Many soils in the Midwest contain the Verticillium wilt fungus. The fungus can be introduced into uninfested soil on seeds, tools, farm machinery, and from the soil and roots of transplants.

 
Symptoms

The first symptoms of Verticillium wilt in new strawberry plantings often appear about the time runners begin to form. In older plantings, symptoms usually appear just before picking time. Symptoms on above-ground plant parts may differ with the susceptibility of the cultivar affected. In addition, above-ground symptoms are difficult to differentiate from those caused by other root infecting fungi. Isolation from diseased tissue and culturing the fungus in the laboratory are necessary for positive disease identification.

On infected strawberry plants, the outer and older leaves drop, wilt, turn dry, and become reddish-yellow or dark brown at the margins and between veins (Figure 15). Few new leaves develop and those that do tend to be stunted and may wilt and curl up along the midvein. Severely infected plants may appear stunted and flattened with small yellowish leaves. Brownish-to-bluish black streaks or blotches may appear on the runners or petioles. New roots that grow from the crown are often dwarfed with blackened tips. Brownish streaks may occur within the decaying crown and roots. If the disease is serious, large numbers of plants may wilt and die rapidly (Figure 16). When the disease is not so serious, an occasional plant or several plants scattered over the entire planting may wilt and die.

(Figure 15) Strawberry plant dying from verticillium wilt. Note the outer leaves die first

.

(Figure 16) Strawberry field showing symptoms of verticillium wilt.


 

Disease Development

The fungus overwinters in soil or plant debris as dormant mycelium or black speck-sized bodies (microsclerotia). These microsclerotia can remain viable in the soil for many years. Under favorable environmental conditions, they germinate and produce thread-like fungal structures (hyphae). Hyphae can penetrate root hairs directly or through breaks or wounds in the rootlets. Once inside the root, the fungus invades and destroys the water-conducting tissue. Destruction of water-conducting tissue results in reduced water uptake by the plant; thus, plants wilt and wither. As fungal colonies get older, they produce microsclerotia in infected host tissue and the disease cycle is completed.


Black Root Rot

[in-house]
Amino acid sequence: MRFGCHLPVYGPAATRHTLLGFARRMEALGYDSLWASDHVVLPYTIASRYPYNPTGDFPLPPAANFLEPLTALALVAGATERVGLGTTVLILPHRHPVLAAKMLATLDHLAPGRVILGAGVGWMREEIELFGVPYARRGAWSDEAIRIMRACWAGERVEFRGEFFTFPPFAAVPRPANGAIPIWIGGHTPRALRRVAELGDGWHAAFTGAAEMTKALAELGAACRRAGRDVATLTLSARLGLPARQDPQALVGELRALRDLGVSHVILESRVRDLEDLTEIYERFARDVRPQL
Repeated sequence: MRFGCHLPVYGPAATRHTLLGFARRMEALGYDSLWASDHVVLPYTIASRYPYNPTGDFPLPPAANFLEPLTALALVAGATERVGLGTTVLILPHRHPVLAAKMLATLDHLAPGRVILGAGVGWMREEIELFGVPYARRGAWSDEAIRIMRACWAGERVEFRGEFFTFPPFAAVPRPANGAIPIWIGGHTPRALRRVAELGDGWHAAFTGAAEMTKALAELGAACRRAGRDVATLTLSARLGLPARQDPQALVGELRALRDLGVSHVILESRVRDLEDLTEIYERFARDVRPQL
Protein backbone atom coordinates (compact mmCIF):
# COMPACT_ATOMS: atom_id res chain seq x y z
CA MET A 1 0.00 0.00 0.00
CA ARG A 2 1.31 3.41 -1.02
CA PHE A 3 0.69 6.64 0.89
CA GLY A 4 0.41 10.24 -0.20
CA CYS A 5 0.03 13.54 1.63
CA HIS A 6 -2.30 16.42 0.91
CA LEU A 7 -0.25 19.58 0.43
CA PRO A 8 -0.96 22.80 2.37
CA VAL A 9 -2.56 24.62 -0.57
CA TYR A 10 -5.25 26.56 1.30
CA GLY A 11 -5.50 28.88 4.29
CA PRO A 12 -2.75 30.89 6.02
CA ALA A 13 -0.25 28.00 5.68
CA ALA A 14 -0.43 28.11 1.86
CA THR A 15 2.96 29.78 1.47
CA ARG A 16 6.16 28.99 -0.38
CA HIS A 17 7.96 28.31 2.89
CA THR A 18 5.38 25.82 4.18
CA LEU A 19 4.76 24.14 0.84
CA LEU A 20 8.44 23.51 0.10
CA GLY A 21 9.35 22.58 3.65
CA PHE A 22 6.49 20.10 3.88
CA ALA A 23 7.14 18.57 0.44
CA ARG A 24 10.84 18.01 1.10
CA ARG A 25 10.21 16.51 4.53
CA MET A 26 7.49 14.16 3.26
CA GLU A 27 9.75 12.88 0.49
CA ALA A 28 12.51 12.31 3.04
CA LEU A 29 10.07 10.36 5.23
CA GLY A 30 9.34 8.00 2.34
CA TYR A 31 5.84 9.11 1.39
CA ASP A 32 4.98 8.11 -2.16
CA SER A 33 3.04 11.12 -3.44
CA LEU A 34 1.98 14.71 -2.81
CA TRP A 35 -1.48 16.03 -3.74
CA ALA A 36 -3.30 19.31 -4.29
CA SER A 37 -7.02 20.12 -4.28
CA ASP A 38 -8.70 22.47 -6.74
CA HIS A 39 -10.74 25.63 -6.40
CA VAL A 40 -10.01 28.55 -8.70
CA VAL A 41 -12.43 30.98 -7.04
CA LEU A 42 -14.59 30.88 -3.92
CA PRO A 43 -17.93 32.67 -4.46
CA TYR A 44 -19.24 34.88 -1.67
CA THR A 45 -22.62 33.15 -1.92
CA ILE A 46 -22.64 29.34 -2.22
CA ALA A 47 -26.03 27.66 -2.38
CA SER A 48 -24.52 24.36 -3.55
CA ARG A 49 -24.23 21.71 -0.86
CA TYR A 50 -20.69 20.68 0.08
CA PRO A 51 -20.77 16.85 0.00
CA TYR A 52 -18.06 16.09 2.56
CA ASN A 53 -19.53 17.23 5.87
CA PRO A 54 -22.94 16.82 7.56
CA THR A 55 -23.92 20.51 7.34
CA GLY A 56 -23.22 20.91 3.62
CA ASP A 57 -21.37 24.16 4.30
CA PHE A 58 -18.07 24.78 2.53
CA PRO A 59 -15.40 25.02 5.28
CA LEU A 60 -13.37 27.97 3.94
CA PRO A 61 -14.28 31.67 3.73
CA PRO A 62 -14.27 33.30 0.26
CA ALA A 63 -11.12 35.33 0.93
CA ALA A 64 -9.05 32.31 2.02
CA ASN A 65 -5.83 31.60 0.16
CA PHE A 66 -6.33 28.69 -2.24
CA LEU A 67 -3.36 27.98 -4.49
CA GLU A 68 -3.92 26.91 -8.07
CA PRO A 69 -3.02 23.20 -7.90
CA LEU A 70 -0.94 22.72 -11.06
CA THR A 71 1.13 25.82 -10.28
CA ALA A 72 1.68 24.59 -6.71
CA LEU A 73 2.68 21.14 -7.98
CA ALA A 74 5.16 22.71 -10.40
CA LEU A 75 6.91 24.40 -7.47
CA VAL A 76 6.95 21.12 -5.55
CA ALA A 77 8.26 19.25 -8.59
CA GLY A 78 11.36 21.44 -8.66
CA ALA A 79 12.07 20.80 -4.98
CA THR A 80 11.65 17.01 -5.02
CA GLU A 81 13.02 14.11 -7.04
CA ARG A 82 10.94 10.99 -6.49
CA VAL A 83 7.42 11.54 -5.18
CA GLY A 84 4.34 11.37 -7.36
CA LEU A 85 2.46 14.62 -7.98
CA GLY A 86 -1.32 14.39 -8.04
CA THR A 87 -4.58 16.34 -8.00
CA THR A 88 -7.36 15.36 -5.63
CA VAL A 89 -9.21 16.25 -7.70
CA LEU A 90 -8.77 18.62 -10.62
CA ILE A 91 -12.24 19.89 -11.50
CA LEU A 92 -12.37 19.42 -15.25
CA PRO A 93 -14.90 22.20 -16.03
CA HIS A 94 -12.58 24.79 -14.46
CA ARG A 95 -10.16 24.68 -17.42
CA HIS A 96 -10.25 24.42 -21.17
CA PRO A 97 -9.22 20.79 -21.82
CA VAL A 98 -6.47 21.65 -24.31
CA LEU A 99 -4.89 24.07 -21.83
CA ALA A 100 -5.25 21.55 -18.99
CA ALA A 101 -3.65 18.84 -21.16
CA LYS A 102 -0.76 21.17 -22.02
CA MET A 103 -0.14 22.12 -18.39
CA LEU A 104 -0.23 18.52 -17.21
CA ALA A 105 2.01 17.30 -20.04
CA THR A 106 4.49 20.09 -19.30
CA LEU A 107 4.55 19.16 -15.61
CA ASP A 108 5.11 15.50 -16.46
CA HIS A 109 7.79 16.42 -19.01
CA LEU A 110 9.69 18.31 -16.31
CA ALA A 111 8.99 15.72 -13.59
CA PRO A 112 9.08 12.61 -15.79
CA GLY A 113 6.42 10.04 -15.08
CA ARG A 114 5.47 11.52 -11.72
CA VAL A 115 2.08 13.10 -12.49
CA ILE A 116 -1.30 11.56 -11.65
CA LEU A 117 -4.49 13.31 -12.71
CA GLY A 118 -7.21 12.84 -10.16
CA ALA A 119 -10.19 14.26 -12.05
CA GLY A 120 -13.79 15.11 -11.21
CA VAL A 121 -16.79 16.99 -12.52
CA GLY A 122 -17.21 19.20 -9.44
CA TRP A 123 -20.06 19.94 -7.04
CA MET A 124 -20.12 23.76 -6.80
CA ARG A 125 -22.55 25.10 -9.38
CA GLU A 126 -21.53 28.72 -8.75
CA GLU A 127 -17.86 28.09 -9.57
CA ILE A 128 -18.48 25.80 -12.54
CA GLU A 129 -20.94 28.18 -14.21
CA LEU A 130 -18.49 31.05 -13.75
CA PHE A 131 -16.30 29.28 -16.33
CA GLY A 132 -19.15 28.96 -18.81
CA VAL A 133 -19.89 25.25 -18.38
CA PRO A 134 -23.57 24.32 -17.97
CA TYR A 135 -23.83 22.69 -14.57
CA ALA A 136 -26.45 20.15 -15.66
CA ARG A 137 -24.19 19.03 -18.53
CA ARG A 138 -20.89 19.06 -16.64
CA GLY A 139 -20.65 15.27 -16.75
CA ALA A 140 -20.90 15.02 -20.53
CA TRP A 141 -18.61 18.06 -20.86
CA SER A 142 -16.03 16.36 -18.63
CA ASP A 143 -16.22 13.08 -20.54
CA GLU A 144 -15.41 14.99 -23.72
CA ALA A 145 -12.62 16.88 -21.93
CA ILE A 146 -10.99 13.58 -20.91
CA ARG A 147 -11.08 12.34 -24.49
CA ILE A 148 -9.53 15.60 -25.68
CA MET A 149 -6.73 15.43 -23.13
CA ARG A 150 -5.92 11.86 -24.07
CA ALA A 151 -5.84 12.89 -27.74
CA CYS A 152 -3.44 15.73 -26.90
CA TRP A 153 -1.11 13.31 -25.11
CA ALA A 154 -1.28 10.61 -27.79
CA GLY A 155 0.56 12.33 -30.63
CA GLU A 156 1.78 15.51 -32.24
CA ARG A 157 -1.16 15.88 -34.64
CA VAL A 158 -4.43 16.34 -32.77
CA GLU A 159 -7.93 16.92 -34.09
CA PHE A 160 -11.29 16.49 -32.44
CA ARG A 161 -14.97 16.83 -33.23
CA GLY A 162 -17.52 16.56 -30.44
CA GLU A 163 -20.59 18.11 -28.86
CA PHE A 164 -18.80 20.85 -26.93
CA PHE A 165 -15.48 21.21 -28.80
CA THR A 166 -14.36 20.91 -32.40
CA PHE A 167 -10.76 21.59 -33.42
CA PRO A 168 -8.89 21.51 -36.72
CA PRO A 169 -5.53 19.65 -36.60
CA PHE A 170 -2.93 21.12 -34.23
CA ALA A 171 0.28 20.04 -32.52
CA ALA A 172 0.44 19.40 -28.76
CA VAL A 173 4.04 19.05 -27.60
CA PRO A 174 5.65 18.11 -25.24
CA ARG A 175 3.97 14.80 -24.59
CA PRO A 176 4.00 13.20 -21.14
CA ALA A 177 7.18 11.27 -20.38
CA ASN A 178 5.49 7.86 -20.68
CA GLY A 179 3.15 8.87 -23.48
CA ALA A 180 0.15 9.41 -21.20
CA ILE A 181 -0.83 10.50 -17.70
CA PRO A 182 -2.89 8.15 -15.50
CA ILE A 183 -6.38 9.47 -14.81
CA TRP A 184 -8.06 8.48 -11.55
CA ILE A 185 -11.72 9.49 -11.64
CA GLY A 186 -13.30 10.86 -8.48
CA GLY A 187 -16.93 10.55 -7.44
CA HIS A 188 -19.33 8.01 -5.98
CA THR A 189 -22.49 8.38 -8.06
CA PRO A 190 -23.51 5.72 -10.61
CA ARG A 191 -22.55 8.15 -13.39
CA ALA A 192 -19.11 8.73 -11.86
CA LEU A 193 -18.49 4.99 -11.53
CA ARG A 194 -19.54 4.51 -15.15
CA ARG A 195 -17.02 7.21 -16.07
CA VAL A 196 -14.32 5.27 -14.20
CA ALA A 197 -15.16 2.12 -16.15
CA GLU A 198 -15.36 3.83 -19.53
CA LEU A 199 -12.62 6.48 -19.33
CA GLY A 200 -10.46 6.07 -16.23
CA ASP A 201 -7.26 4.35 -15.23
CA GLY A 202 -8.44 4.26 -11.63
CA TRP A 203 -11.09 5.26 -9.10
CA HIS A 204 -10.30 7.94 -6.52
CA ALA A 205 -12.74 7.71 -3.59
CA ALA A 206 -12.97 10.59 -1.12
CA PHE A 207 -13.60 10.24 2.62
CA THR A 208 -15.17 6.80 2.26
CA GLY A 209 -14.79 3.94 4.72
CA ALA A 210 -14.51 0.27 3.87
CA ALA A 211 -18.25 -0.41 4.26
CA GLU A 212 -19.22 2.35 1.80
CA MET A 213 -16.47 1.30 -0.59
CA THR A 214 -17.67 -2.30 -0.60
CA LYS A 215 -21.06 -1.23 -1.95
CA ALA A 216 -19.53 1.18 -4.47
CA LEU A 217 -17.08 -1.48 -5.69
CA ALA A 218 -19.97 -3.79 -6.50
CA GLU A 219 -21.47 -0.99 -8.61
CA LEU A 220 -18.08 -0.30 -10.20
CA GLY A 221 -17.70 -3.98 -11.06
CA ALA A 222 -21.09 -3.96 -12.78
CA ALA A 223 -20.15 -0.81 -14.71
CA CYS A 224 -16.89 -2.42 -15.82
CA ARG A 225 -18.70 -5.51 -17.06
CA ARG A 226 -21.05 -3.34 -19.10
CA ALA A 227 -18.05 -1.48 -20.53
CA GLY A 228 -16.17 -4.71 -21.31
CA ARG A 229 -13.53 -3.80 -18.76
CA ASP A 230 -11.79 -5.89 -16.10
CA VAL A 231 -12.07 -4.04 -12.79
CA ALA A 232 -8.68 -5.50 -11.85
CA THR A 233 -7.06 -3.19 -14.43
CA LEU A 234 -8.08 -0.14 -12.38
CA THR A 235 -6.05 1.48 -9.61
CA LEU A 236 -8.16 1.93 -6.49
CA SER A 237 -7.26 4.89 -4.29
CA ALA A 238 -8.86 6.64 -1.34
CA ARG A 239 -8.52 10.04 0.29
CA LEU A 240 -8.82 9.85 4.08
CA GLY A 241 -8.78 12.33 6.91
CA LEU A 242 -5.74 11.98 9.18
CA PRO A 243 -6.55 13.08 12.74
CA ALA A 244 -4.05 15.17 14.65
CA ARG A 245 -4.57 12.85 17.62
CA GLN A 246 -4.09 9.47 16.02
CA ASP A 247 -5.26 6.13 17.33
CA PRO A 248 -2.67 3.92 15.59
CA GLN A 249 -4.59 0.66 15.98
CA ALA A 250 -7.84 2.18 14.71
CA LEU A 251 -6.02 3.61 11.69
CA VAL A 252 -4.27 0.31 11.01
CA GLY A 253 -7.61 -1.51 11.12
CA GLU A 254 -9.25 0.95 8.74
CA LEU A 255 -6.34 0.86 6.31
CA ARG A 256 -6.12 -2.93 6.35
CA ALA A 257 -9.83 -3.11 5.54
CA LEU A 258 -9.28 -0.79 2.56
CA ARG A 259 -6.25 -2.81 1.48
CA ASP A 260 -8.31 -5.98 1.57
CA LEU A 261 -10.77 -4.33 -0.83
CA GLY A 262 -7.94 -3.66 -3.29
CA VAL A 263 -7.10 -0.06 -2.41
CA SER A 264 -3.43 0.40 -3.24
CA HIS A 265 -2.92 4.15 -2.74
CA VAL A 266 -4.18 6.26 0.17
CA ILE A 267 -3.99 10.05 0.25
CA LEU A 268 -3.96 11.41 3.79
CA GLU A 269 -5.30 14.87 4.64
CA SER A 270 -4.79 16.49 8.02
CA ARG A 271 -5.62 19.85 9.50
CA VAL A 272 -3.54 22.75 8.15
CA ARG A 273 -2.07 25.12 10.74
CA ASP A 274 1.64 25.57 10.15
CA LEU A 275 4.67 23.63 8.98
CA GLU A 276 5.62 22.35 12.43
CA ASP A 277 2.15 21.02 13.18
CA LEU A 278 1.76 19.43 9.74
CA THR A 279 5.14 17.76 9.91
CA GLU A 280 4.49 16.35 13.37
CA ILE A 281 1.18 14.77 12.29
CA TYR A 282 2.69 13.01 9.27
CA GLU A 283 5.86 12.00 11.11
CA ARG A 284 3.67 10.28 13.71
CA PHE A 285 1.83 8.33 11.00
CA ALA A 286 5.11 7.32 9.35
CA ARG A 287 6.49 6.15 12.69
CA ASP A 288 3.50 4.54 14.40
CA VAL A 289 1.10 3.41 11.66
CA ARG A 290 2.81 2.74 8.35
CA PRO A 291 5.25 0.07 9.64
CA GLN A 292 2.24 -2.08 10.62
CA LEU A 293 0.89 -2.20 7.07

Black root rot is the general name for several root disorders which produce similar symptoms. The disorders are not clearly understood and are generally referred to as a root rot complex. Although the exact cause of the black root rot is not known, one or more of the following is thought to be responsible: soil fungi (such as Rhizoctonia and Fusarium); nematodes; winter injury; fertilizer burn; soil compaction; herbicide damage; drought; and excess salt, water or improper soil pH. Black root rot has been found in every strawberry-growing area of the United States. Injured plants may be scattered throughout the planting or localized in one or more areas (Figure 17). A considerable incidence of black root rot has been observed in recent years throughout the Midwest. Once the disease is established (shows up) in the planting, little or nothing can be done to control it.

(Figure 17) Strawberry field showing black root rot symptoms.


 

To recognize black root rot symptoms, it is necessary to know what a normal root looks like. Newly developed main roots of a normal strawberry plant are pliable and almost white. After several months of growth, they generally become woody and are dark brown to black on the surface. When this dark surface is scraped away, a yellowish-white living core can be seen. Small feeder roots that branch out from the main roots should be white as long as they are active.

Roots affected by black root rot have one or more of the following symptoms: 1) the root system is much smaller than normal; 2) the main roots are spotted with dark patches or zones (Figure 18); 3) the feeder roots are lacking or are spotted with dark patches or zones; 4) all or part of the main root is dead (Figure 19). A cross-section of the dead root shows it blackened throughout. Plants with black root rot are less vigorous than normal plants and produce fewer runner plants. Severely affected plants usually die.

(Figure 18) Strawberry root with black root rot symptoms. Note black discoloration (lesions) on the root.


 

(Figure 19) Strawberry root system with advanced stages of black root rot. Note the dead, black "Rat-tail" roots.